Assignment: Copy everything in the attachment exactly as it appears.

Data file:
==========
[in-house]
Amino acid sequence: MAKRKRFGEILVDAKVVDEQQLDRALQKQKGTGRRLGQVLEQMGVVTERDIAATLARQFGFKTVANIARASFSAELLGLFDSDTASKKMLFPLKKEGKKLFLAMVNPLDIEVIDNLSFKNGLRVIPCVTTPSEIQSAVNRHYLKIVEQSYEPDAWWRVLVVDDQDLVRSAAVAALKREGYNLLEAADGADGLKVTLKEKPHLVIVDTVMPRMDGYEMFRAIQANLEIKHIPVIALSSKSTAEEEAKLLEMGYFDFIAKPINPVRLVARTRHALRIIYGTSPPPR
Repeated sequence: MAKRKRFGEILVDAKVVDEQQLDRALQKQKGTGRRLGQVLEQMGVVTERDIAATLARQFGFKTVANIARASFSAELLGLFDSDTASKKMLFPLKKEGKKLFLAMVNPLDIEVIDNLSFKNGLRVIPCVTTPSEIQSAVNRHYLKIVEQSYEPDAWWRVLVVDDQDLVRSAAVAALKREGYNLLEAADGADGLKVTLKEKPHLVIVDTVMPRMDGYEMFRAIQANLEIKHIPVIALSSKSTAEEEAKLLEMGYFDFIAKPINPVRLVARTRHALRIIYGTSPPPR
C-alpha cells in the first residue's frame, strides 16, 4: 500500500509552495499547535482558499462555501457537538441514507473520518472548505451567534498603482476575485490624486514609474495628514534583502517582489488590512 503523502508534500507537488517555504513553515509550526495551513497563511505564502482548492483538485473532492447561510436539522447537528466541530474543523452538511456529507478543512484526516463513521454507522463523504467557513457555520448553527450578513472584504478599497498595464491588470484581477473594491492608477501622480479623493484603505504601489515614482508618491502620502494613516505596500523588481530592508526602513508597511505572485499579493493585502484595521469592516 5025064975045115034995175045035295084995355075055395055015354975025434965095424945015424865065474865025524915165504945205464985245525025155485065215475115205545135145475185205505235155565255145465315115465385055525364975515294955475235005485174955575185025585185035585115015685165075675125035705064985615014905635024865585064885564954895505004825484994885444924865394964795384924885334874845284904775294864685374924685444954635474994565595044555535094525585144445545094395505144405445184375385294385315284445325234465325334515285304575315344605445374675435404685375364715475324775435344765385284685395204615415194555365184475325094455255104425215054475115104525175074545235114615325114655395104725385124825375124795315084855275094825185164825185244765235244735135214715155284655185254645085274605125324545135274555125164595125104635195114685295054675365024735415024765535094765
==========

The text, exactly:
[in-house]
Amino acid sequence: MAKRKRFGEILVDAKVVDEQQLDRALQKQKGTGRRLGQVLEQMGVVTERDIAATLARQFGFKTVANIARASFSAELLGLFDSDTASKKMLFPLKKEGKKLFLAMVNPLDIEVIDNLSFKNGLRVIPCVTTPSEIQSAVNRHYLKIVEQSYEPDAWWRVLVVDDQDLVRSAAVAALKREGYNLLEAADGADGLKVTLKEKPHLVIVDTVMPRMDGYEMFRAIQANLEIKHIPVIALSSKSTAEEEAKLLEMGYFDFIAKPINPVRLVARTRHALRIIYGTSPPPR
Repeated sequence: MAKRKRFGEILVDAKVVDEQQLDRALQKQKGTGRRLGQVLEQMGVVTERDIAATLARQFGFKTVANIARASFSAELLGLFDSDTASKKMLFPLKKEGKKLFLAMVNPLDIEVIDNLSFKNGLRVIPCVTTPSEIQSAVNRHYLKIVEQSYEPDAWWRVLVVDDQDLVRSAAVAALKREGYNLLEAADGADGLKVTLKEKPHLVIVDTVMPRMDGYEMFRAIQANLEIKHIPVIALSSKSTAEEEAKLLEMGYFDFIAKPINPVRLVARTRHALRIIYGTSPPPR
C-alpha cells in the first residue's frame, strides 16, 4: 500500500509552495499547535482558499462555501457537538441514507473520518472548505451567534498603482476575485490624486514609474495628514534583502517582489488590512 503523502508534500507537488517555504513553515509550526495551513497563511505564502482548492483538485473532492447561510436539522447537528466541530474543523452538511456529507478543512484526516463513521454507522463523504467557513457555520448553527450578513472584504478599497498595464491588470484581477473594491492608477501622480479623493484603505504601489515614482508618491502620502494613516505596500523588481530592508526602513508597511505572485499579493493585502484595521469592516 5025064975045115034995175045035295084995355075055395055015354975025434965095424945015424865065474865025524915165504945205464985245525025155485065215475115205545135145475185205505235155565255145465315115465385055525364975515294955475235005485174955575185025585185035585115015685165075675125035705064985615014905635024865585064885564954895505004825484994885444924865394964795384924885334874845284904775294864685374924685444954635474994565595044555535094525585144445545094395505144405445184375385294385315284445325234465325334515285304575315344605445374675435404685375364715475324775435344765385284685395204615415194555365184475325094455255104425215054475115104525175074545235114615325114655395104725385124825375124795315084855275094825185164825185244765235244735135214715155284655185254645085274605125324545135274555125164595125104635195114685295054675365024735415024765535094765